Teaching Opinion

STEM Changes the Learning Experience

By Jill Berkowicz & Ann Myers — February 05, 2015 4 min read
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STEM. Read that acronym and you may be thinking about science, technology, engineering and math. You may also be thinking “What about the humanities and the arts?” And you may be thinking, as a colleague principal recently told us, you are tired of hearing about STEM.

But unpack what STEM offers and without changing its name, remain open to the possibilities this design offers all students and a clearer understanding may arise. Although it is apparent that the world of science, technology, engineering, and math are exploding, the world is also exploding with terrorism, fear, opposition, anger, abuses of all sorts and war. We need science and we need humanity. The good news is they go hand in hand if we chose to make it so. We have an opportunity to rethink school design and meet the college and career needs of students while preparing them with social emotional skills at the same time.

STEM does not mean teaching more. It means teaching differently. It requires project and problem based learning. It requires partnerships with businesses and the health care industry. Science and technology are pushing our lives forward simultaneously. Math, in the service of science, technology, and problem solving, is a partner. New engineers will benefit from innovative design programs supported by the arts and informed by history to break open how we illuminate our homes, play games, communicate and travel.

STEM is Trans-Disciplinary
Engaging students in problem solving requires offering real problems to be solved. Real problems are rarely solved in isolation and never solved without the experiences, innovations, successes and failures that have come before. They require authentic performance assessments that reflect all the skills and information learned. And they require a trans-disciplinary plan that includes and applies all the subjects and skills needed in order to solve the problem.

STEM for All
STEM solves a multitude of problems we face in our schools today. It engages all learners by making learning an interactive, shared, focused, purposeful activity that requires a variety of skills and talents to successfully complete the learning process. In that process, teachers offer students opportunities to learn how to include classmates, consider real problems with investigation, creativity, compassion, and knowledge, and perform their learning and understanding.

No matter the field these students choose for their futures, the school experience will be much more in line with the unknown world in which they will work and live. We do not know the careers that will exist. Nor do we know how those fields that do exist will change. Right now doctors have to become technologically savvy, reading and communicating about x-rays across continents and performing surgery with robots. They are carrying laptops and tablets into exam rooms and electronically sending prescriptions. Many had to learn those skills after their formal education was completed. So STEM also must include the belief that learning never ends, that school is the foundation, and that foundation must remain robust and resilient, ever open to new learning.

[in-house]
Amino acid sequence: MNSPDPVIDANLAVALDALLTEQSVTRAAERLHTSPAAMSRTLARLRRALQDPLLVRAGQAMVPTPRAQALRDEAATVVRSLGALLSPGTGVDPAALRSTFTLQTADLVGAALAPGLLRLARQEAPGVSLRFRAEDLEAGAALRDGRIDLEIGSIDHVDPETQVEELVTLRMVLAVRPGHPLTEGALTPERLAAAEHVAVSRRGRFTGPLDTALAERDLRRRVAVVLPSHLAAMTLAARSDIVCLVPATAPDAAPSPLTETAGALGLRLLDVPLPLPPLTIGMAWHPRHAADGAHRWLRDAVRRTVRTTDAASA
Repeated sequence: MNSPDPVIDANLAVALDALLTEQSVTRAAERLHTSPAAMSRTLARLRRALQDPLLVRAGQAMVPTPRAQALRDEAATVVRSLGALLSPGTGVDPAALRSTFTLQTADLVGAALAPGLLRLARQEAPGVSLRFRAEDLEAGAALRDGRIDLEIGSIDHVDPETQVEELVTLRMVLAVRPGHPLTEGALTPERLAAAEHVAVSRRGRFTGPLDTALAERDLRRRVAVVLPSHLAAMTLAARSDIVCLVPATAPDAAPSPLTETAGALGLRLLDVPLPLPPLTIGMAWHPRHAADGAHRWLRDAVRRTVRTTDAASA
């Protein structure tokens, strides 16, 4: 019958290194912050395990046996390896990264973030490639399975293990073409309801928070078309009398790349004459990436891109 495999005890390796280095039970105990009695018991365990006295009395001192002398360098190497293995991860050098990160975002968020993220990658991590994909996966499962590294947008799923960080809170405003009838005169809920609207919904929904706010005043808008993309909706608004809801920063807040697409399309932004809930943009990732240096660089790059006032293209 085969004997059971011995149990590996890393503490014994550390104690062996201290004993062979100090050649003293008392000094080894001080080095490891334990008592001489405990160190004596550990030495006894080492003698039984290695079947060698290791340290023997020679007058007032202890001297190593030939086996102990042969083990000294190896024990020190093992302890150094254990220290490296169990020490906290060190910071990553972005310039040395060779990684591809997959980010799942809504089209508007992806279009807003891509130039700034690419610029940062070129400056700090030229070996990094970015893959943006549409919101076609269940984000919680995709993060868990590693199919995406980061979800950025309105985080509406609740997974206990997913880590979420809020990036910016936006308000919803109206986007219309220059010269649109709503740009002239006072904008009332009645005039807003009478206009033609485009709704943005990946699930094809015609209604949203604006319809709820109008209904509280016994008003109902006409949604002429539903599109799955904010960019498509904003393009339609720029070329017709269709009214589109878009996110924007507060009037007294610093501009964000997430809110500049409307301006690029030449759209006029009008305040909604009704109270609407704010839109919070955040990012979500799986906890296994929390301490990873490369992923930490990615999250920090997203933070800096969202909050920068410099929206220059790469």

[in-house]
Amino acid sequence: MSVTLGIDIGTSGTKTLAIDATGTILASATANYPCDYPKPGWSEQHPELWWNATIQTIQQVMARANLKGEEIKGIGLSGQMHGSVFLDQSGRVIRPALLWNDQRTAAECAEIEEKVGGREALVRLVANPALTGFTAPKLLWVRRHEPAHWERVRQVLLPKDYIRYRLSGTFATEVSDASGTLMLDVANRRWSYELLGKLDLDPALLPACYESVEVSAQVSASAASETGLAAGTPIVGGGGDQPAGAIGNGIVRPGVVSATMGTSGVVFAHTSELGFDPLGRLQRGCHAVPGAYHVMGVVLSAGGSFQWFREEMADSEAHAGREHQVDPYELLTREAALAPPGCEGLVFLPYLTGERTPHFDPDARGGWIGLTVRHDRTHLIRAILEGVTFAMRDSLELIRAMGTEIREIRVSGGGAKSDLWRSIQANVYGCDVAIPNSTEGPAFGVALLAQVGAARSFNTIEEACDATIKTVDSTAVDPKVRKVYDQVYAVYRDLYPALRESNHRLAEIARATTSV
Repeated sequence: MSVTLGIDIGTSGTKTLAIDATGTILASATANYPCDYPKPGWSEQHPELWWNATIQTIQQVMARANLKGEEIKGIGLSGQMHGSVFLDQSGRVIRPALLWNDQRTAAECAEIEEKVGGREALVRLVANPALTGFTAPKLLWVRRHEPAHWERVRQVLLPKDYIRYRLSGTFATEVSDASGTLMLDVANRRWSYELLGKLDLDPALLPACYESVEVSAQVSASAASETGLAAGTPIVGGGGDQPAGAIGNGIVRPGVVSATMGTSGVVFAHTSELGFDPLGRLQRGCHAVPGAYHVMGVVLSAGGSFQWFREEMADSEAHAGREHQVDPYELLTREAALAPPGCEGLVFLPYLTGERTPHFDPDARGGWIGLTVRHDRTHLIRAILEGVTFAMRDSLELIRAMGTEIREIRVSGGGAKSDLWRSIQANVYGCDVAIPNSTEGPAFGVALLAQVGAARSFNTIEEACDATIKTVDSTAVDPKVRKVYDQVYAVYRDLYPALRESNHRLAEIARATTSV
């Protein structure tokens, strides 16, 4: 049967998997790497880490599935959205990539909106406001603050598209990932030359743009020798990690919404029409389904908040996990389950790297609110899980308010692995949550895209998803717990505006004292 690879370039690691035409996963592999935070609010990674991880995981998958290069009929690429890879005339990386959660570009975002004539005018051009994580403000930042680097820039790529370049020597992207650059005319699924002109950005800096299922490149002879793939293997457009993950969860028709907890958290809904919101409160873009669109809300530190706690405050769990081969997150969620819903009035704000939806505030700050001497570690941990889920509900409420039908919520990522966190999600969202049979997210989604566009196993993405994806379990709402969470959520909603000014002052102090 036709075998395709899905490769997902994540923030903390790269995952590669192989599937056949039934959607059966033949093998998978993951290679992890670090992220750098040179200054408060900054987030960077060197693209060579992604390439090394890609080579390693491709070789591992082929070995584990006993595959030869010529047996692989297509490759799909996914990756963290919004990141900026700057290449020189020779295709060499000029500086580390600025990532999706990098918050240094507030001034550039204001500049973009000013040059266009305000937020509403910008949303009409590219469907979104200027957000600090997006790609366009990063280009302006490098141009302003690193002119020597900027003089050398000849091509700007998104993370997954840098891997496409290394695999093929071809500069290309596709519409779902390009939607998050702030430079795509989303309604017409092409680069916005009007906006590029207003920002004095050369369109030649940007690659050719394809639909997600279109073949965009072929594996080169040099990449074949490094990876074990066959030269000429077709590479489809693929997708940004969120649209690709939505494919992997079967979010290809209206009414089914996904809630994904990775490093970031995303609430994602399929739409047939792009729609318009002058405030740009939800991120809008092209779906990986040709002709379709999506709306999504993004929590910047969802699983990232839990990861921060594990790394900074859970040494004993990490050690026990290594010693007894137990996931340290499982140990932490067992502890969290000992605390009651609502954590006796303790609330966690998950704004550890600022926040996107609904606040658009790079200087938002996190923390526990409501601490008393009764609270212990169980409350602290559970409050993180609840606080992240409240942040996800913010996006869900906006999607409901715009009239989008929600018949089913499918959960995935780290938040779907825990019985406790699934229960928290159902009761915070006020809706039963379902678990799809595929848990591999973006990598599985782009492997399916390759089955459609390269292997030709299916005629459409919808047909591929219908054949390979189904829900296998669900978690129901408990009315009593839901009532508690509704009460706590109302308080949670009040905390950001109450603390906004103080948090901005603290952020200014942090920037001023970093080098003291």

STEM requires we teach how to learn, how to share, how to offer welcome, how to remain open and abandon bias, how to express knowledge, how to lead and how to follow. The STEM environment must provide opportunities for teachers to co-design with eachother and with scientists in the filed. Together they co-design real problems with and for students. The process of student learning becomes in the service of solving those problems.

Learn Before Beginning
In this frenetic world of bad news about schools, demand for change makes it is too tempting to take the next new thing and try it. But STEM offers far more than a quick fix. And most importantly, now, STEM is a local decision that will allow for a local design. How refreshing. The best way to begin is to become informed. Thankfully, there are those pioneers who are leading the way and are leaving breadcrumbs to be followed. Also thankfully, this is a local decision; following the breadcrumbs left by others is not meant to replicate a model but to assess what fits into your own local design as it develops.

A STEM designed shift cannot be done by one person. The true first step in understanding what STEM offers is to gather a team from every constituency: the board of education and school leaders, teachers, potential business and higher-ed partners, parents, community members and students. There are schools and districts across the country that have studied STEM, found partners, designed strategic plans, and begun the shift into their own 21st century designs. Nationally, there are regional STEM Hubs that can offer experience and information. For those interested, the Arizona STEM Network offers a STEM Immersion Guide that can be of help in designing a district’s journey forward. But, exploring what STEM really is and can be, is the beginning place.

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